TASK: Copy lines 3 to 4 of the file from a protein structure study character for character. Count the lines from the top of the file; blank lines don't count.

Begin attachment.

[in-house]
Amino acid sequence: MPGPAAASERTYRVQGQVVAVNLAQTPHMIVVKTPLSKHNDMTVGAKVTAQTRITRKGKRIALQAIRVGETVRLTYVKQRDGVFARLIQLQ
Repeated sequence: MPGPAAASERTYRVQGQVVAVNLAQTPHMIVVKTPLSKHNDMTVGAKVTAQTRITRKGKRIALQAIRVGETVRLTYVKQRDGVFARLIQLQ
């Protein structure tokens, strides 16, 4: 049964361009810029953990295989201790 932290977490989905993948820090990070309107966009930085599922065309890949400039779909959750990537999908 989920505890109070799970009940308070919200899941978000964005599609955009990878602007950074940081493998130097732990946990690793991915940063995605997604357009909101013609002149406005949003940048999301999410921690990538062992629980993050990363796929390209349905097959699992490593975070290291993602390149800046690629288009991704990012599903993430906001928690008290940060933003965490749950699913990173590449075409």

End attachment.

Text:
Repeated sequence: MPGPAAASERTYRVQGQVVAVNLAQTPHMIVVKTPLSKHNDMTVGAKVTAQTRITRKGKRIALQAIRVGETVRLTYVKQRDGVFARLIQLQ
């Protein structure tokens, strides 16, 4: 049964361009810029953990295989201790 932290977490989905993948820090990070309107966009930085599922065309890949400039779909959750990537999908 989920505890109070799970009940308070919200899941978000964005599609955009990878602007950074940081493998130097732990946990690793991915940063995605997604357009909101013609002149406005949003940048999301999410921690990538062992629980993050990363796929390209349905097959699992490593975070290291993602390149800046690629288009991704990012599903993430906001928690008290940060933003965490749950699913990173590449075409």